North American data are presented that indicate a small but rapidly growing market for demand-responsive transportation (DRT). Systems are proliferating at the rate of 2 to 3 per month and indications are that it will continue. It is shown that except for taxi operations, fleets usually have fewer than 10 vehicles and fares are typically 50 cents or lower. The size of area served by DRT is usually smaller than 13 sq. miles. The DRT services implemented to data differ from each other in 3 ways: technical design of the system; markets served by the service; and funding sources for the service. Tailoring the service offered to the market served is the most important consideration in implementing successful DRT services. The commuter market is a major market; DRT services have sometimes been substituted for unprofitable fixed routes, and sometimes serve as feeders to rail rapid systems. It is noted that commuting patterns have been changing during the past decade. Groups with special mobility needs (elderly, handicapped, and the economically disadvantaged) is a second market. Patrons needing local transportation within a particular area are a third market. A recent survey revealed that of 22 reporting systems, all but 3 required subsidy. Of more than 49 operating services, more than half were funded from a single source. Among the range of options for funding DRT services are: local taxes; fares; receipts from package delivery and sale of marketing space; federal subsidies (in Canada); and UMTA grants. In an effort to disseminate basic information to planners and operators, DOT has devised a method to synthesize the substantial array of available literature on DRT services into a state-of-the-art document and to validate the document (prior to its dissemination) at a workshop where experts and local transit operators and planners would comment on the accuracy and relevancy of the material.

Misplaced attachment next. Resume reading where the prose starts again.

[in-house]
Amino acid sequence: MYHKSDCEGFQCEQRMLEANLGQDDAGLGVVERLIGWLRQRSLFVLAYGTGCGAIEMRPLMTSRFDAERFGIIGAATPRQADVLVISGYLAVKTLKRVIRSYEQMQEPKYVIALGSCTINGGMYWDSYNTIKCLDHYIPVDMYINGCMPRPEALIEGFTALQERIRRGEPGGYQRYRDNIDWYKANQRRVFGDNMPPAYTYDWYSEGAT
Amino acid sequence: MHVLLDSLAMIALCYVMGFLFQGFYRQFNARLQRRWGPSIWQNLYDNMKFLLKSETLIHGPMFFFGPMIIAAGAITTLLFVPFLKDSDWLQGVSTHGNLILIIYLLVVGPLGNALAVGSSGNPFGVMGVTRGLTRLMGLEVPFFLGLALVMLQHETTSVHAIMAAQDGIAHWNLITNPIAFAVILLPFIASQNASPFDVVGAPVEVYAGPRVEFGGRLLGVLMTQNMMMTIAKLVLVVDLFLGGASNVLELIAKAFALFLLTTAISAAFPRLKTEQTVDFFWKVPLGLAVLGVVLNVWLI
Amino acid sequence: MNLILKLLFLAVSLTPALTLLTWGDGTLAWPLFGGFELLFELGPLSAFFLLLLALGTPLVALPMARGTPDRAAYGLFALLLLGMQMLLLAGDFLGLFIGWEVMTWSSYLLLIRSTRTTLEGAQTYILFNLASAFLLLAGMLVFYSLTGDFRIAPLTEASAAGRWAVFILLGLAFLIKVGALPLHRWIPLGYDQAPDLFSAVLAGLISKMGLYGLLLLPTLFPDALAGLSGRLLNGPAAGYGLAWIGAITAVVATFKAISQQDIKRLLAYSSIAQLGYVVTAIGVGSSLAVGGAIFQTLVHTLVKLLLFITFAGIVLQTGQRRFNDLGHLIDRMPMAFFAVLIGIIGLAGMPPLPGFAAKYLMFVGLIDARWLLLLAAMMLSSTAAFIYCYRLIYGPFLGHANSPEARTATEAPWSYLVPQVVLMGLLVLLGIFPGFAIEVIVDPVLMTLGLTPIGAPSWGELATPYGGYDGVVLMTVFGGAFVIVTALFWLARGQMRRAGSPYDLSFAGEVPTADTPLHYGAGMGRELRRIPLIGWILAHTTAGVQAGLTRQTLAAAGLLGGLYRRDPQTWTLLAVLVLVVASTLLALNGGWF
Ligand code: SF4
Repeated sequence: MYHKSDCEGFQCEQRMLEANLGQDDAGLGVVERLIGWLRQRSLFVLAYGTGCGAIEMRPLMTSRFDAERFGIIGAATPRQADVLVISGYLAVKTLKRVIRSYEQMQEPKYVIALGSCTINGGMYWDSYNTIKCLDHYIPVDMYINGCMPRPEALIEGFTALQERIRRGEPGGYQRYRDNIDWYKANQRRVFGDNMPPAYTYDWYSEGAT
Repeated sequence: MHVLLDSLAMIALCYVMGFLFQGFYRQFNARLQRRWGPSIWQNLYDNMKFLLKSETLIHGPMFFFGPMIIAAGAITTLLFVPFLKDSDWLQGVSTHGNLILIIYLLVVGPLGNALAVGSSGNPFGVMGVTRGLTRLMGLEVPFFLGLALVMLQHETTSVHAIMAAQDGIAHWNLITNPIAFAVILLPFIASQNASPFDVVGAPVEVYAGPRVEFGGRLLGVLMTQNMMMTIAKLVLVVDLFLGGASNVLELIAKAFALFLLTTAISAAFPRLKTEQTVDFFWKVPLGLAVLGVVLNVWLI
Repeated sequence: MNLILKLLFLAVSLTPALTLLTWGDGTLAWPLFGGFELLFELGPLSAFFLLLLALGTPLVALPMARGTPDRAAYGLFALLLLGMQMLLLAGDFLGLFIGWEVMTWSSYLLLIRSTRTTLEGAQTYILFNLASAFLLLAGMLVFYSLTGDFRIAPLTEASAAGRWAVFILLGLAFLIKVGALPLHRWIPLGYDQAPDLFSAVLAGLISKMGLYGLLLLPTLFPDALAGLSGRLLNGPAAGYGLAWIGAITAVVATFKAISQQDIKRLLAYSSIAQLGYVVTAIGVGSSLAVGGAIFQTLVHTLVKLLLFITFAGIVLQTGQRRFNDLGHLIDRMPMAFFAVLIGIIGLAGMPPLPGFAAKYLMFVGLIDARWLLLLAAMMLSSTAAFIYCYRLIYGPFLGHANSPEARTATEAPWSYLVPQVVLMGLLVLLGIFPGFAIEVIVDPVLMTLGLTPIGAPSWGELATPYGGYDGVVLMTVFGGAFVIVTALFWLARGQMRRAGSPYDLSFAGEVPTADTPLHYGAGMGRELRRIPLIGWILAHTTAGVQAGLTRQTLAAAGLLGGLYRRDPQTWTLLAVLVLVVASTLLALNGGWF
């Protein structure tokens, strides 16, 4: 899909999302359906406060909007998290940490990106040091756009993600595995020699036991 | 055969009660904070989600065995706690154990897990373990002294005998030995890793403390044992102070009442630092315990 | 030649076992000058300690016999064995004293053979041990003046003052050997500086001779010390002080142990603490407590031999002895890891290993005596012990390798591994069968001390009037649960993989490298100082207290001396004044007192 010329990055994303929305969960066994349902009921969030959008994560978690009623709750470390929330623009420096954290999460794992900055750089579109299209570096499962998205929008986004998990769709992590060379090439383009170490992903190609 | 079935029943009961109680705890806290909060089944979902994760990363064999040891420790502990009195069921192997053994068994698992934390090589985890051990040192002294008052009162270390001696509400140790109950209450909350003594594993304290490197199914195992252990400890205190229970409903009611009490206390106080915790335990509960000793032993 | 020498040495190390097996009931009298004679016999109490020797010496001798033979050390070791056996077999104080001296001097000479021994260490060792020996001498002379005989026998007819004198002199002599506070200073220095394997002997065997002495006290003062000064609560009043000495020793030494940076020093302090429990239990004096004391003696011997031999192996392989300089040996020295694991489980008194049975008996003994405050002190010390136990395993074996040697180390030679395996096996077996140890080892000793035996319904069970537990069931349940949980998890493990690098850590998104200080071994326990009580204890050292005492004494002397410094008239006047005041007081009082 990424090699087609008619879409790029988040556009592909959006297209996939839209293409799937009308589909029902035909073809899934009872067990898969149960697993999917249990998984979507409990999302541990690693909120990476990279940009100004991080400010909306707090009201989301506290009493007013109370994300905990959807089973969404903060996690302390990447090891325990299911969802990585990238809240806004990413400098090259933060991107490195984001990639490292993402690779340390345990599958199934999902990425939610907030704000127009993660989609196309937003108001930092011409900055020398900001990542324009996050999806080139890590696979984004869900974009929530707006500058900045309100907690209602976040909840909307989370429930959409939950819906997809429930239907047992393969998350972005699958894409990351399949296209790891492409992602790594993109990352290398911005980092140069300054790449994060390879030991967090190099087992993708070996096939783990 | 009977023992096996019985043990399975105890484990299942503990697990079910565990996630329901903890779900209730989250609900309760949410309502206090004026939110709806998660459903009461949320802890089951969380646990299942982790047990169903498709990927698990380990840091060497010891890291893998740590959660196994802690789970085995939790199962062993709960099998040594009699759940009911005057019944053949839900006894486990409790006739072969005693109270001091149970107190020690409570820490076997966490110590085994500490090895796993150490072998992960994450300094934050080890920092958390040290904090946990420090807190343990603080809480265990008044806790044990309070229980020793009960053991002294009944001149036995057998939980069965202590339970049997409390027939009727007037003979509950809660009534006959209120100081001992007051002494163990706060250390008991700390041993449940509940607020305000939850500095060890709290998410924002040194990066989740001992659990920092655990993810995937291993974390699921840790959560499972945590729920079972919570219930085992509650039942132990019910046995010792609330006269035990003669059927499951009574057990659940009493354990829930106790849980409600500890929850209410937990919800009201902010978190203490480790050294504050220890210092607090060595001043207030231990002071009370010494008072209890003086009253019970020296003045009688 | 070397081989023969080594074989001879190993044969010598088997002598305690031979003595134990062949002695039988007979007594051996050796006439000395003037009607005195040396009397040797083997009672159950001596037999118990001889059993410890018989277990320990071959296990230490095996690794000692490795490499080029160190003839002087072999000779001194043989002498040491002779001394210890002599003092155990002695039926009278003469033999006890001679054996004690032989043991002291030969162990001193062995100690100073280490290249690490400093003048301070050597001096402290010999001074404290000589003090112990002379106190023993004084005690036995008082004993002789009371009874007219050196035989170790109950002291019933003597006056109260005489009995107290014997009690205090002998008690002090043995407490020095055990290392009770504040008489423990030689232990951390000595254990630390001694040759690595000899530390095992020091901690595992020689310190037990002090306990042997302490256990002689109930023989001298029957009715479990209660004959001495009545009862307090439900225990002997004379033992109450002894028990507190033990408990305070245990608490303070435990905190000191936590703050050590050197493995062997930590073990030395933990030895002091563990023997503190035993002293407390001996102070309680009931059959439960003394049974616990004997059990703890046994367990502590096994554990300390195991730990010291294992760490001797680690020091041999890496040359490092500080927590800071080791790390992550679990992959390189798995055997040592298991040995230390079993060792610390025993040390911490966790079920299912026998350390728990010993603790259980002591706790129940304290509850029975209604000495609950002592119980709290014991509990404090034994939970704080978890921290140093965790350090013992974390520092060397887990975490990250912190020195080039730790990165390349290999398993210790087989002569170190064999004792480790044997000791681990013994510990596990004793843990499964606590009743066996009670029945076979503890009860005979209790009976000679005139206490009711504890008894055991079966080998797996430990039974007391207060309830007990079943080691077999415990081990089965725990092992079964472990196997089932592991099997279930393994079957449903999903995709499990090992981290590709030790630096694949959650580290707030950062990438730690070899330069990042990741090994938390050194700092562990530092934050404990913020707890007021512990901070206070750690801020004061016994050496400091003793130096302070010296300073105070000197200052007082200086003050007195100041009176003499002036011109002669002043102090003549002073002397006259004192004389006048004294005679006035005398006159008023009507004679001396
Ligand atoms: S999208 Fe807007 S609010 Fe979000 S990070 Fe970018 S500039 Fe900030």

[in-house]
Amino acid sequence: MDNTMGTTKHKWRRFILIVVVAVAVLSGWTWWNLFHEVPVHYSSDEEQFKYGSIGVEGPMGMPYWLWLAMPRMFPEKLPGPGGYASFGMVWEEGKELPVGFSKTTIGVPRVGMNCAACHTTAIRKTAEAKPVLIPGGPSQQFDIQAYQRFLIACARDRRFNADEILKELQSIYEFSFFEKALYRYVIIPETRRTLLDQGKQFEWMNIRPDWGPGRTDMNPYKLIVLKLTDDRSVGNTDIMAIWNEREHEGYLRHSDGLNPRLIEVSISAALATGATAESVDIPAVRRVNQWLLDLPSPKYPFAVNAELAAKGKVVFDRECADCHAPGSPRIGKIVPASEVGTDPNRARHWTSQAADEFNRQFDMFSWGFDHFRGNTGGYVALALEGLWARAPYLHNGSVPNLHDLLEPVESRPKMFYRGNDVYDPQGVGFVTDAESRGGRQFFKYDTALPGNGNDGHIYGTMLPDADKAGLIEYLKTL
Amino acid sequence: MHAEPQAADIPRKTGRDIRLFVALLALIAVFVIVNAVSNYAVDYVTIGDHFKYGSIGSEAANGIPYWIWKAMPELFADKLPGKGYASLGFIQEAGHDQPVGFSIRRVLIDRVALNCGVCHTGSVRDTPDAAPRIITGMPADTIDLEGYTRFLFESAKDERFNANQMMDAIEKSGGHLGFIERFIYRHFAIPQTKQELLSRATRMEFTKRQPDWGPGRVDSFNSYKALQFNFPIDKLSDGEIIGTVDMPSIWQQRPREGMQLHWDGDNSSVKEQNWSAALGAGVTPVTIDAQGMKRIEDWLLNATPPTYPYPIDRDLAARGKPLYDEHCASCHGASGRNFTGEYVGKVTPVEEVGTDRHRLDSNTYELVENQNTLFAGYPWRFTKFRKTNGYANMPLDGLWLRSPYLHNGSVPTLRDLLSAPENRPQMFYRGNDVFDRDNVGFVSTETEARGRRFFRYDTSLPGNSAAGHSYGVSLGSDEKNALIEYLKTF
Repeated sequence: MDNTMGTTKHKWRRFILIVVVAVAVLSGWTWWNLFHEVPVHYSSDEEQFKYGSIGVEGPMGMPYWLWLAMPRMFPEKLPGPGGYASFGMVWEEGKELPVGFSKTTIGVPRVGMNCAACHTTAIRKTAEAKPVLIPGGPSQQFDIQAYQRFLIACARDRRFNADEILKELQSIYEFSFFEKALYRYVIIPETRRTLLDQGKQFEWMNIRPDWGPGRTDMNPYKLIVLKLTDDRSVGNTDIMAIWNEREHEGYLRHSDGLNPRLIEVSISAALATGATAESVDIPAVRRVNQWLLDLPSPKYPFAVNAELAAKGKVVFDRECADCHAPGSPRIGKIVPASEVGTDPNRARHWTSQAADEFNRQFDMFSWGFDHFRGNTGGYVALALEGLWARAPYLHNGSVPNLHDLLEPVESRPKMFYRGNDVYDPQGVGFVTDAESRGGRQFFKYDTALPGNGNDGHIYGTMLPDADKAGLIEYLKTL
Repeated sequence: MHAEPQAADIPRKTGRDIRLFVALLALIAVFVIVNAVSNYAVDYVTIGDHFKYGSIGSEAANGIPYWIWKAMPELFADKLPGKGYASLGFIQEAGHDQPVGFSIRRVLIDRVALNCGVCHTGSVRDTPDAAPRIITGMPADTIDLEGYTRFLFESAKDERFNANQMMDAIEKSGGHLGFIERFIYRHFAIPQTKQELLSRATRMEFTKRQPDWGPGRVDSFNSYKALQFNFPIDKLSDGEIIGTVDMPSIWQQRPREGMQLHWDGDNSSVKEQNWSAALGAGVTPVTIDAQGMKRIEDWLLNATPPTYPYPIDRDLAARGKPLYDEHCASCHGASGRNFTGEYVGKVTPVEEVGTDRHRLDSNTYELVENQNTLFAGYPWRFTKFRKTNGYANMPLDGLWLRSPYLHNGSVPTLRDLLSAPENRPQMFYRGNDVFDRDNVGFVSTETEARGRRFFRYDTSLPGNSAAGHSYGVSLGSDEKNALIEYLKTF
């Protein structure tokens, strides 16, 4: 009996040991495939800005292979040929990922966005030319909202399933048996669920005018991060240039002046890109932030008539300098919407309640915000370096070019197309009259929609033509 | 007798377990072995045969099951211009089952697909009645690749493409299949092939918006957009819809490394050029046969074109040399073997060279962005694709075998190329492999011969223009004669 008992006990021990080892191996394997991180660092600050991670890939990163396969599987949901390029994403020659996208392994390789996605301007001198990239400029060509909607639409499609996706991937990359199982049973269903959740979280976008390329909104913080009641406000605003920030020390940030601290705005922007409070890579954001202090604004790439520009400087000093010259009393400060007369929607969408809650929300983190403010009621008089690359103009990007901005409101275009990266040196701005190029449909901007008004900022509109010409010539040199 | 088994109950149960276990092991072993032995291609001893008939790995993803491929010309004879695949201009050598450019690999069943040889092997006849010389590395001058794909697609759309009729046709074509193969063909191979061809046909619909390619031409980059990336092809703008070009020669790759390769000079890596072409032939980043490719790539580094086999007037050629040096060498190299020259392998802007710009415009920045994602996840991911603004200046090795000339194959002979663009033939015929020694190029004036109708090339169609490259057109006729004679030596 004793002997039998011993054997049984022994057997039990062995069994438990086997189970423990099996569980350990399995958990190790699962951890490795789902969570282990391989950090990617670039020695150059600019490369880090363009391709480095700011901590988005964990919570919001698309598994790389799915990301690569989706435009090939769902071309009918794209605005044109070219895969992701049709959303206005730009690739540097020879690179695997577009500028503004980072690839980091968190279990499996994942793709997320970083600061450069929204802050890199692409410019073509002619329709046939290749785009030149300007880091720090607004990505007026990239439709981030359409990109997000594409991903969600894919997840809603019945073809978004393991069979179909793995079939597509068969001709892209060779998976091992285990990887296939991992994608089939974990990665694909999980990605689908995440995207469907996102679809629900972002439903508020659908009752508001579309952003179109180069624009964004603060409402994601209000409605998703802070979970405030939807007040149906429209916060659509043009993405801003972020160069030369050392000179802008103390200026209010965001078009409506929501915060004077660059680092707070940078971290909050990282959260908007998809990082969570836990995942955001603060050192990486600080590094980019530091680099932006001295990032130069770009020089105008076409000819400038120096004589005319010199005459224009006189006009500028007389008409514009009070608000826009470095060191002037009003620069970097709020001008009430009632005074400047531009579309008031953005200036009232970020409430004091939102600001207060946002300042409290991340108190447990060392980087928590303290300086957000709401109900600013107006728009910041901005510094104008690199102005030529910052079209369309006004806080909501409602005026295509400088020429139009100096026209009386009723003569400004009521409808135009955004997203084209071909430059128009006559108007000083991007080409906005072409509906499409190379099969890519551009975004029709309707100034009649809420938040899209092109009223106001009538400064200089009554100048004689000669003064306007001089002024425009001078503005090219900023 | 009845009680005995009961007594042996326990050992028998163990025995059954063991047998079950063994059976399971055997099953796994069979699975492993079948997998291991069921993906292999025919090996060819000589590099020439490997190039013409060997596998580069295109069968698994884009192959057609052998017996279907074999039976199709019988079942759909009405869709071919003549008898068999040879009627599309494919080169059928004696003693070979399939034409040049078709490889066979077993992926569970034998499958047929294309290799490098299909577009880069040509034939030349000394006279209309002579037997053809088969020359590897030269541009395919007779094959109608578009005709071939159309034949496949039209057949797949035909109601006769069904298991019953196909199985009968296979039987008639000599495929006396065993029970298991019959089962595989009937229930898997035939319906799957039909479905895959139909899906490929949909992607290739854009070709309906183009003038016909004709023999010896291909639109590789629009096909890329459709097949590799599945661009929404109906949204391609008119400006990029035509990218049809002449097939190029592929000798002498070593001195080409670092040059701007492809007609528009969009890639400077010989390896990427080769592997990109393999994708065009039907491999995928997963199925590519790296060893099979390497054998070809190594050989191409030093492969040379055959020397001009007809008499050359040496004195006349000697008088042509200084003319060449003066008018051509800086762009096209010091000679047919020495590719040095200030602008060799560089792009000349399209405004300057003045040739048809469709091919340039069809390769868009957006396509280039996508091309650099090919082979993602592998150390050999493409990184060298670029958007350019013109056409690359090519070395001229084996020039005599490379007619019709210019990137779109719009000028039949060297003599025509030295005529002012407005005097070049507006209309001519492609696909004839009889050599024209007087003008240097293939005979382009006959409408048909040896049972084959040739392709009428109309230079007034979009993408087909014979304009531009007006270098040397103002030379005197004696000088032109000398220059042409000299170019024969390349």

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  • Supplemental Notes:
    • Presented at the Fifth Annual International Conference on Demand-Responsive Transportation Systems conducted by the TRB, Nov. 11-13, 1974, Oakland, Calif.; and co-sponsored by American Public Transit Association, California DOT, Alameda-Contra Costa Transit, MIT, UMTA and Technology Sharing Program of U.S. DOT. Distribution, posting, or copying of this PDF is strictly prohibited without written permission of the Transportation Research Board of the National Academy of Sciences. Unless otherwise indicated, all materials in this PDF are copyrighted by the National Academy of Sciences. Copyright © National Academy of Sciences. All rights reserved.
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    Transportation Research Board

    500 Fifth Street, NW
    Washington, DC  United States  20001
  • Authors:
    • O'Leary, Katherine
  • Conference:
  • Publication Date: 1975

Media Info

  • Media Type: Digital/other
  • Features: Figures; References; Tables;
  • Pagination: pp 14-20
  • Serial:

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Filing Info

  • Accession Number: 00126155
  • Record Type: Publication
  • Files: TRIS, TRB, ATRI
  • Created Date: Dec 3 1981 12:00AM